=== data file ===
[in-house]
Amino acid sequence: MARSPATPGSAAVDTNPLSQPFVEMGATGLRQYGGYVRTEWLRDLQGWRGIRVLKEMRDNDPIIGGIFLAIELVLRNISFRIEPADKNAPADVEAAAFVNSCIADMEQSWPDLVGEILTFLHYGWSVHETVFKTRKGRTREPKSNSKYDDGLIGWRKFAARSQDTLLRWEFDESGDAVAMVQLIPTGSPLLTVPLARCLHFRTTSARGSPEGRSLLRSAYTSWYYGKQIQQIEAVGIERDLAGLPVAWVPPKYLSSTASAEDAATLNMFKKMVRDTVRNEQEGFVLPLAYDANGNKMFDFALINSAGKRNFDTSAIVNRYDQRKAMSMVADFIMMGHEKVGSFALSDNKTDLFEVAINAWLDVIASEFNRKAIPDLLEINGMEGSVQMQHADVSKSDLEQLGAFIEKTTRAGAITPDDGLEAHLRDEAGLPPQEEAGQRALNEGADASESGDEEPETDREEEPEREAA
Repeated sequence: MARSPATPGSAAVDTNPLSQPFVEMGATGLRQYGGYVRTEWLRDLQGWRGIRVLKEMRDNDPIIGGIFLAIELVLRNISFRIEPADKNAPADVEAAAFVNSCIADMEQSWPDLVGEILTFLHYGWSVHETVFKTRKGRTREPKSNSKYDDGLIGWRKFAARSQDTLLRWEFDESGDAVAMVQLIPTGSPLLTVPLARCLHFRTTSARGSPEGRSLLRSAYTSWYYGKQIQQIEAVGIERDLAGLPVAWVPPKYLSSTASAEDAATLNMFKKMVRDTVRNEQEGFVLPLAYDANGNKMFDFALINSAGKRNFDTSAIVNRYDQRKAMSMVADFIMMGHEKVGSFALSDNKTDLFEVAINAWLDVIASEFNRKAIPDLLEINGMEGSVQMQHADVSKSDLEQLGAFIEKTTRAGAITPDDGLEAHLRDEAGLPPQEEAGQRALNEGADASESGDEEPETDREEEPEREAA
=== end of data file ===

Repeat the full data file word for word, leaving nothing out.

[in-house]
Amino acid sequence: MARSPATPGSAAVDTNPLSQPFVEMGATGLRQYGGYVRTEWLRDLQGWRGIRVLKEMRDNDPIIGGIFLAIELVLRNISFRIEPADKNAPADVEAAAFVNSCIADMEQSWPDLVGEILTFLHYGWSVHETVFKTRKGRTREPKSNSKYDDGLIGWRKFAARSQDTLLRWEFDESGDAVAMVQLIPTGSPLLTVPLARCLHFRTTSARGSPEGRSLLRSAYTSWYYGKQIQQIEAVGIERDLAGLPVAWVPPKYLSSTASAEDAATLNMFKKMVRDTVRNEQEGFVLPLAYDANGNKMFDFALINSAGKRNFDTSAIVNRYDQRKAMSMVADFIMMGHEKVGSFALSDNKTDLFEVAINAWLDVIASEFNRKAIPDLLEINGMEGSVQMQHADVSKSDLEQLGAFIEKTTRAGAITPDDGLEAHLRDEAGLPPQEEAGQRALNEGADASESGDEEPETDREEEPEREAA
Repeated sequence: MARSPATPGSAAVDTNPLSQPFVEMGATGLRQYGGYVRTEWLRDLQGWRGIRVLKEMRDNDPIIGGIFLAIELVLRNISFRIEPADKNAPADVEAAAFVNSCIADMEQSWPDLVGEILTFLHYGWSVHETVFKTRKGRTREPKSNSKYDDGLIGWRKFAARSQDTLLRWEFDESGDAVAMVQLIPTGSPLLTVPLARCLHFRTTSARGSPEGRSLLRSAYTSWYYGKQIQQIEAVGIERDLAGLPVAWVPPKYLSSTASAEDAATLNMFKKMVRDTVRNEQEGFVLPLAYDANGNKMFDFALINSAGKRNFDTSAIVNRYDQRKAMSMVADFIMMGHEKVGSFALSDNKTDLFEVAINAWLDVIASEFNRKAIPDLLEINGMEGSVQMQHADVSKSDLEQLGAFIEKTTRAGAITPDDGLEAHLRDEAGLPPQEEAGQRALNEGADASESGDEEPETDREEEPEREAA